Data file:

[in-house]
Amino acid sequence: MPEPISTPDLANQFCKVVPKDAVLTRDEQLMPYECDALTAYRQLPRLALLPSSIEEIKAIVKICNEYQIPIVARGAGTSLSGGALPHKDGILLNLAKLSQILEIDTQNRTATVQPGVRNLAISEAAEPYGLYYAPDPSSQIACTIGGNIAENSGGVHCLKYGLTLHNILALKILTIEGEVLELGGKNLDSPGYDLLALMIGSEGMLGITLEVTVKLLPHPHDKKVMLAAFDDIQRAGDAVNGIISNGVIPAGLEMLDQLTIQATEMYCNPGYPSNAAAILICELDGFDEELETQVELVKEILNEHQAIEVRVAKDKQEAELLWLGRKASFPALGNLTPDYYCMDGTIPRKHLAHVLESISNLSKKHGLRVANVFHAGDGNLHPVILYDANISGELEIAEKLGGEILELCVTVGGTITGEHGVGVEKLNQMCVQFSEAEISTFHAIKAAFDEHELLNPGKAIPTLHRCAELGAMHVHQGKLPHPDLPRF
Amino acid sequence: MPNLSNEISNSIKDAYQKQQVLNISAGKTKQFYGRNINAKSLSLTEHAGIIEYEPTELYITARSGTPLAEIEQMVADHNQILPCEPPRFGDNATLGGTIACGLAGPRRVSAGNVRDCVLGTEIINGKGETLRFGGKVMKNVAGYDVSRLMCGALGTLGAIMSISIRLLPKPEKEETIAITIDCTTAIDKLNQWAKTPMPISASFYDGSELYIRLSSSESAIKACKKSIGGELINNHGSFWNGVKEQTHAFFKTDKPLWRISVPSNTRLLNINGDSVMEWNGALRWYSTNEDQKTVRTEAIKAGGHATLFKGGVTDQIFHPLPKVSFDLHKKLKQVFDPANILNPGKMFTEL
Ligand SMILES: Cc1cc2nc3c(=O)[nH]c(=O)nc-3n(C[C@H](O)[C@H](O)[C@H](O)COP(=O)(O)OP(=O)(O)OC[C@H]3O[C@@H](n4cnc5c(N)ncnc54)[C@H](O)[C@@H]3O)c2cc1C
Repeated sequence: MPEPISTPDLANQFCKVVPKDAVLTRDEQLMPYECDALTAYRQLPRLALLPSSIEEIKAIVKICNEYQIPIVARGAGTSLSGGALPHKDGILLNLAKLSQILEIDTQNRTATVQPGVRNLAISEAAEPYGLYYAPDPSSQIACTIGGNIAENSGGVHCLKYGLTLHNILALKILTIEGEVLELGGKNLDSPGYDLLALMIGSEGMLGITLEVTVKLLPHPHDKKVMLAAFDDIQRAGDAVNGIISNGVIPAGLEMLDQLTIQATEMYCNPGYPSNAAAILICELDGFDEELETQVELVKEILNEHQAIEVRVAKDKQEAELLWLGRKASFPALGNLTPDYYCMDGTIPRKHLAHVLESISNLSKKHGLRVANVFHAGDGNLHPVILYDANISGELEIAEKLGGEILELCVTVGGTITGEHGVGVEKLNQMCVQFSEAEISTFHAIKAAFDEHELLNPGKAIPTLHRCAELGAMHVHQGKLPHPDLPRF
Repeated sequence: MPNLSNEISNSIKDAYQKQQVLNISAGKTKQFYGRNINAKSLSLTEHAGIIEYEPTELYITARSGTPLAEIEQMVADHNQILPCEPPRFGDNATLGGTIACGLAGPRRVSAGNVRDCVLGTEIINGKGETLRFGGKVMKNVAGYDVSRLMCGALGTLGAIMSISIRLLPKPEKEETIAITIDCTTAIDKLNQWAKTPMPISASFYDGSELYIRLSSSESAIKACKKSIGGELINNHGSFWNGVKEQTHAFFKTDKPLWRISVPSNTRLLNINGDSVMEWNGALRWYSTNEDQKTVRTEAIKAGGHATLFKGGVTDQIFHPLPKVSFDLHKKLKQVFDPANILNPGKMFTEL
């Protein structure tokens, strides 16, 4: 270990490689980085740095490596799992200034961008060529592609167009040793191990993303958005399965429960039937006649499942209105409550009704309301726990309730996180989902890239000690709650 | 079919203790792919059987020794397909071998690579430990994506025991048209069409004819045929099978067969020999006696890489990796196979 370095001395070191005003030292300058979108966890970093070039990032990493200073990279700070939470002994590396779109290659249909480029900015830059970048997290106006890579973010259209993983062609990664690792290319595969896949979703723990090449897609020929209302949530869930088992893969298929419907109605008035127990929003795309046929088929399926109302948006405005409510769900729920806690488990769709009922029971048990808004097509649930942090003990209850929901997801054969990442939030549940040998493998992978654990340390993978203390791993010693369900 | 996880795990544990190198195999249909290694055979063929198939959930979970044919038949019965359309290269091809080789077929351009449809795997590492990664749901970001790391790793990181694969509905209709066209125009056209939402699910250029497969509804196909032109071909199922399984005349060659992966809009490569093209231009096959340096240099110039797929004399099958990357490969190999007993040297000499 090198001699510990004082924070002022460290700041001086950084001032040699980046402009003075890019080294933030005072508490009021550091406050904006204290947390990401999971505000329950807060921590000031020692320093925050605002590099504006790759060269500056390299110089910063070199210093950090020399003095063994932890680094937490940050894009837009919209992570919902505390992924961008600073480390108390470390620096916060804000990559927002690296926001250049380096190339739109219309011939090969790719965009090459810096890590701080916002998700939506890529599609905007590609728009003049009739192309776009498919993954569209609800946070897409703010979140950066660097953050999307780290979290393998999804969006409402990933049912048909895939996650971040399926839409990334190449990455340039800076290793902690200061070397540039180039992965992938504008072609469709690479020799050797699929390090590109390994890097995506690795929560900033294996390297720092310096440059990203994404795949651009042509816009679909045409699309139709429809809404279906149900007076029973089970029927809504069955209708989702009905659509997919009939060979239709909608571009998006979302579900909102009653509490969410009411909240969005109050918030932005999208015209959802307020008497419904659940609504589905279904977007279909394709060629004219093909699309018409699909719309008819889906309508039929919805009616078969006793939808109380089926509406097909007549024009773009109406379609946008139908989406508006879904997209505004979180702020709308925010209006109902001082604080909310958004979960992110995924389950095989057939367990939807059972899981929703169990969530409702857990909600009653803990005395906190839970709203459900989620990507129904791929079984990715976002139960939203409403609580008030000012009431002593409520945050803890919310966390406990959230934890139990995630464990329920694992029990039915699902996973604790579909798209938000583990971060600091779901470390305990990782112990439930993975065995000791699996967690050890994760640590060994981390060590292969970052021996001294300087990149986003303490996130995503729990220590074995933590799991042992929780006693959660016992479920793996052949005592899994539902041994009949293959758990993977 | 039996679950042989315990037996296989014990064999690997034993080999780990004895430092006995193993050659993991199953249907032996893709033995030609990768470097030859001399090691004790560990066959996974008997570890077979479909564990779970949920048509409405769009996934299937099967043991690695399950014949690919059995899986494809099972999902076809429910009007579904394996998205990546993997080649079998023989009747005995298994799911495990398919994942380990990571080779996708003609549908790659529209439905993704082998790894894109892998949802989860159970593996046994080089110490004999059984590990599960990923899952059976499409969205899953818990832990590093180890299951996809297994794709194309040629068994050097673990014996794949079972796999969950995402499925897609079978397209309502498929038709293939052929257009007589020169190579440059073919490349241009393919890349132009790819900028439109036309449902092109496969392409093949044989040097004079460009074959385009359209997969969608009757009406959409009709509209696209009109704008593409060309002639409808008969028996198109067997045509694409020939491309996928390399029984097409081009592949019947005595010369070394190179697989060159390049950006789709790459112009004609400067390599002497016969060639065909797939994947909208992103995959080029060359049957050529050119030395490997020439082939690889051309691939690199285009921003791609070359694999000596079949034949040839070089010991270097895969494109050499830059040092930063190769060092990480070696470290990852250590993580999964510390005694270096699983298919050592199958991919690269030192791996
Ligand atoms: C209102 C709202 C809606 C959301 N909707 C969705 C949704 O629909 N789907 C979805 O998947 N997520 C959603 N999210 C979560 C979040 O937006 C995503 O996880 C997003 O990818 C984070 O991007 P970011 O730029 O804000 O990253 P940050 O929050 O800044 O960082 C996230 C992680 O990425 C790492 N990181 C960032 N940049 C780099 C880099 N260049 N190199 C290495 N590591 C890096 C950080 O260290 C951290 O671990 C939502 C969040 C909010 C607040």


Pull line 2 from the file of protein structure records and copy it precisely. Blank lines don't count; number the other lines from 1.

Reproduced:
Amino acid sequence: MPEPISTPDLANQFCKVVPKDAVLTRDEQLMPYECDALTAYRQLPRLALLPSSIEEIKAIVKICNEYQIPIVARGAGTSLSGGALPHKDGILLNLAKLSQILEIDTQNRTATVQPGVRNLAISEAAEPYGLYYAPDPSSQIACTIGGNIAENSGGVHCLKYGLTLHNILALKILTIEGEVLELGGKNLDSPGYDLLALMIGSEGMLGITLEVTVKLLPHPHDKKVMLAAFDDIQRAGDAVNGIISNGVIPAGLEMLDQLTIQATEMYCNPGYPSNAAAILICELDGFDEELETQVELVKEILNEHQAIEVRVAKDKQEAELLWLGRKASFPALGNLTPDYYCMDGTIPRKHLAHVLESISNLSKKHGLRVANVFHAGDGNLHPVILYDANISGELEIAEKLGGEILELCVTVGGTITGEHGVGVEKLNQMCVQFSEAEISTFHAIKAAFDEHELLNPGKAIPTLHRCAELGAMHVHQGKLPHPDLPRF